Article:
Nepal | December 02, 2020

EDITORIAL: The heat’s on

The Himalayan Times
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When the country is having to import rice worth billions of rupees annually, declining output due to droughts and other reasons is worrisome

With precipitation far above average across the country, this monsoon was an extremely wet one. Or so we thought. But parts of the country were subjected to such a dry spell that it destroyed the main harvest, rice, devastating the livelihood of many farmers. The drought in Narainapur rural municipality of Banke district in west Nepal could not have come at a worse time, bogged down as the country is in the midst of a coronavirus pandemic, with the virus threatening to infect anyone any place. The farmers there are left with no option but to borrow food to feed their families this year. As there is no food or relief programme in place for the poor, many others are heading for Indian cities in search of work, defying the travel ban due to the pandemic, to escape hunger caused by the drought and unemployment.

The monsoon that lasts from June till September used to be predictable in the past, but in recent times, rain-fed agriculture is becoming vulnerable to the vagaries of the weather. Farmers can no longer rely on the monsoon to grow rice, the staple crop of the Nepalis that requires a lot of water. Rainfall is erratic, and droughts are becoming more common, posing a threat to the country’s food security and food sovereignty. At a time when the country is having to import rice worth billions of rupees annually, declining rice output due to droughts and other reasons in parts of Nepal is worrisome.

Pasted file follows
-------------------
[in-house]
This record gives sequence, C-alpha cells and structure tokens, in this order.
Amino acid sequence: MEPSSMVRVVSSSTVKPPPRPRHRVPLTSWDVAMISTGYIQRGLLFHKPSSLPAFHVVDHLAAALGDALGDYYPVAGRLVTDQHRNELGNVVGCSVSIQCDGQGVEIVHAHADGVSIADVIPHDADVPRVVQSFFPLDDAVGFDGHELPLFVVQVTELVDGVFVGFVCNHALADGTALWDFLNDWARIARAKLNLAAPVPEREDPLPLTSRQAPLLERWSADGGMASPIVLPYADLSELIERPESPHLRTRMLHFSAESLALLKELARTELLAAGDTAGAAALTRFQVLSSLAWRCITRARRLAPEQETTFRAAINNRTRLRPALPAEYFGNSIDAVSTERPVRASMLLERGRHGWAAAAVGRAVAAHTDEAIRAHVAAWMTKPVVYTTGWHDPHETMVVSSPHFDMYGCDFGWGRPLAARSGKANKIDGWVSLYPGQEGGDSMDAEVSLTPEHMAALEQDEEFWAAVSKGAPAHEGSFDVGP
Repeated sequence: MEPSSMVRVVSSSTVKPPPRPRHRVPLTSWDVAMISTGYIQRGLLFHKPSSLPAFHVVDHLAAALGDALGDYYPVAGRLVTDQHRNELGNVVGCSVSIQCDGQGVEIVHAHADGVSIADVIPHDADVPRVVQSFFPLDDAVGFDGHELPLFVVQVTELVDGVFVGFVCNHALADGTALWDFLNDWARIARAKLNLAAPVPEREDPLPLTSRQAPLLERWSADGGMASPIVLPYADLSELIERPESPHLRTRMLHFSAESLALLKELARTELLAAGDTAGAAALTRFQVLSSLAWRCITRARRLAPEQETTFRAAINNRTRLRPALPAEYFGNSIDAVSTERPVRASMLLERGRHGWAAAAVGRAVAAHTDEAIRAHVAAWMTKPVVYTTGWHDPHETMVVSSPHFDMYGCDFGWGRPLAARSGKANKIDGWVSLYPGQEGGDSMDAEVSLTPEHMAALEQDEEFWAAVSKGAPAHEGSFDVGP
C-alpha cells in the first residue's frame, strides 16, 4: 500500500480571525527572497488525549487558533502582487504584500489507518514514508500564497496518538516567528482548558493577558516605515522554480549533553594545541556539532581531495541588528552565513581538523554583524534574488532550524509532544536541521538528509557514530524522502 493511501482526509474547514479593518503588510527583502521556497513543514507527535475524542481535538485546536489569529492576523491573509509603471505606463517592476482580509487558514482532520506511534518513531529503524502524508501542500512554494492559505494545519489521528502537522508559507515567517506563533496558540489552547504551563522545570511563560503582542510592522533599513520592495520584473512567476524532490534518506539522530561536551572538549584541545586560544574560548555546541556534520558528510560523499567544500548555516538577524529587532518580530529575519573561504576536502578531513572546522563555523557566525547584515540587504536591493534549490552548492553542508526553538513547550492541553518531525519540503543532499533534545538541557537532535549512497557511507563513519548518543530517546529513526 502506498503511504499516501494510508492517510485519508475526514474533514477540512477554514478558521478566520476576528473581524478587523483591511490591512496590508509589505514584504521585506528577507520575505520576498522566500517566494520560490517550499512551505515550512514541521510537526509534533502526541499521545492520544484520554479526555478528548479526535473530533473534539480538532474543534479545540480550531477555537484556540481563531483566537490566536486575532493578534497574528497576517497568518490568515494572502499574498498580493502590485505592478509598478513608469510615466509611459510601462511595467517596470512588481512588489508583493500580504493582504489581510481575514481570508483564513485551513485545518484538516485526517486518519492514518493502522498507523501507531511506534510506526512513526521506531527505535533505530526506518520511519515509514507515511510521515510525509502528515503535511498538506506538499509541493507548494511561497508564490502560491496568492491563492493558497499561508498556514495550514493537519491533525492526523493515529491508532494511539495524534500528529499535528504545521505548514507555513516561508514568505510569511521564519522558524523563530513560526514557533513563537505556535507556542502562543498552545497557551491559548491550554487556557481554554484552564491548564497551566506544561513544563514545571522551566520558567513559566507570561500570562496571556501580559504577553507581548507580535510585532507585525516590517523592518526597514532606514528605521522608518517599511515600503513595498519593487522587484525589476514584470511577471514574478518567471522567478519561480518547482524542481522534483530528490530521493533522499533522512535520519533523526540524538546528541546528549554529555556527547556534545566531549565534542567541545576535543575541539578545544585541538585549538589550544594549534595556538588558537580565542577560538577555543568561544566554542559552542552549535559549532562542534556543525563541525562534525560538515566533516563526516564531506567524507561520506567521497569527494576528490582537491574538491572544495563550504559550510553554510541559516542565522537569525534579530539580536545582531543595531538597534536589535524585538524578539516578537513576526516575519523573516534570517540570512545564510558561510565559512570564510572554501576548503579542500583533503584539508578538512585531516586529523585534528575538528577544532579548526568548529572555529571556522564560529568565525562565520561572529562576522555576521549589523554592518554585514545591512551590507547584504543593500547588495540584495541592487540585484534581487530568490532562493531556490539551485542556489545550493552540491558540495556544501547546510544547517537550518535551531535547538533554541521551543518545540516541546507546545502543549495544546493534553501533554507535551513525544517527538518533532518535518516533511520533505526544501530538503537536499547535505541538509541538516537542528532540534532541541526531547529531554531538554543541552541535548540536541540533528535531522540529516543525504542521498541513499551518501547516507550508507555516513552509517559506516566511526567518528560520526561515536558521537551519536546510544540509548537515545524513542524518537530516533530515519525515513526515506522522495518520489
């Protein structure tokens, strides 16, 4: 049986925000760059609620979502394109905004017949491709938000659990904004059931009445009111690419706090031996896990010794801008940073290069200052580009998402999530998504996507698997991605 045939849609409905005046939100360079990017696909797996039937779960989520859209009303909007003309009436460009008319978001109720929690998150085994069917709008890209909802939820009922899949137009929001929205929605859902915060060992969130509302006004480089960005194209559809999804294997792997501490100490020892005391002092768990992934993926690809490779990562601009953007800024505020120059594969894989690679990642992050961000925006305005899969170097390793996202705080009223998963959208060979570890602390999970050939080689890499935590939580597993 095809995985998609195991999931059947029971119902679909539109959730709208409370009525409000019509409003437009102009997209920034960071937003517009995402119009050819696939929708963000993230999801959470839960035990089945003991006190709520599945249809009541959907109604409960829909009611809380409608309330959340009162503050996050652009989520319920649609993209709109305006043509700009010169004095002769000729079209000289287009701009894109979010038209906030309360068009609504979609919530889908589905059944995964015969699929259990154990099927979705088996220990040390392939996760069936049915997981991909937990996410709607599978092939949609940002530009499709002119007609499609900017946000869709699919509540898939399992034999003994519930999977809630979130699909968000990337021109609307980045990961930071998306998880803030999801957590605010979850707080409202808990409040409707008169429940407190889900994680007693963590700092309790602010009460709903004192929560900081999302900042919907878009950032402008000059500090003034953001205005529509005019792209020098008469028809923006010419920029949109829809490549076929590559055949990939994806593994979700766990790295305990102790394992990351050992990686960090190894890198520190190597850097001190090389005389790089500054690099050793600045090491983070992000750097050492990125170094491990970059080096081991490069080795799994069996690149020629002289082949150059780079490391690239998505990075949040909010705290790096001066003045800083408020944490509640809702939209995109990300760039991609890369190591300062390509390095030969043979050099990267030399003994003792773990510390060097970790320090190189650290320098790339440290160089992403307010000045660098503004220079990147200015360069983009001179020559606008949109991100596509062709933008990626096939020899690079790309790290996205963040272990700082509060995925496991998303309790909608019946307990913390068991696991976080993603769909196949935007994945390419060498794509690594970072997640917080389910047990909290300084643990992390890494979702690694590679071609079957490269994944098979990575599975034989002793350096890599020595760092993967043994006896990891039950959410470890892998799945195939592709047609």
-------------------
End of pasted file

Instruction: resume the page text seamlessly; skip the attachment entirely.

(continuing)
Banke, for instance, is a major rice growing area in the Tarai, accounting for 14 per cent of the midwest region’s output. The weather apart, Nepal’s farmers have other woes to attend to year after year before they can expect a good harvest. They range from lack of chemical fertilisers to pest attacks to labour shortage during plantation and harvest time.

For certain, climate change is here to stay, which means we will be seeing more of adverse weather conditions, including increases in average temperatures and a fall in precipitation, in the future. But regardless of the climatic conditions, food must be grown to feed families and the country. If neighbouring India can expect a bumper rice harvest this year and see a big jump in its exports, there is no reason why Nepal cannot do so with proper planning, research and incentives. As advised by rice experts, farmers will need to switch to drought-resistant varieties so that the crop can be grown even in less water.

The intense heat in Narainapur, for instance, has hardened the soil, making it unable to recharge groundwater, on which the farmers depend heavily to grow crops. Thus, using organic fertiliser, or green manuring during ploughing could improve the fertility of the soil. This will also allow water to seep into the soil, raising the groundwater level when there is rain. Irrigation is a must to modernise the agriculture sector. Unfortunately, farmers in Nepal still look up to the sky during the farming season. And then there is the need to have other inputs in place such as fertilisers and pesticides. But above all, the government must have a policy to compensate farmers for an unexpected poor harvest or no harvest to encourage them to stay in the field.

Sugar supply

There will no shortage of sugar during the festive season. As per the Salt Trading Corporation (STC), the first consignment of around 2,500 metric tons of sugar is scheduled to reach the Birgunj dry port by Wednesday. The government has allowed the STC to import 20,000 tons of sugar for this fiscal.

Sensing that the stock of sugar in the STC warehouses is depleting, the retailers have started hiking the price of sugar. Currently, STC is selling sugar at Rs 70 per kg, while consumers must cough up between Rs 85 to Rs 95 per kg in the retail shops. As per the law, a retailer cannot charge more than 20 per cent as profit of the wholesale price of any commodity.

But consumers are helpless as the government agencies remain mute spectators and fail to take action against those who charge higher than regulated by law and the price fixed by the wholesalers.

STC can help stabilise the price of its goods by setting up more outlets in the cities and the rural areas.

The government agencies should also take stern legal action against the retailers for cheating the consumers. It is the government’s duty to protect consumers’ rights.

A version of this article appears in print on October 22, 2020 of The Himalayan Times.

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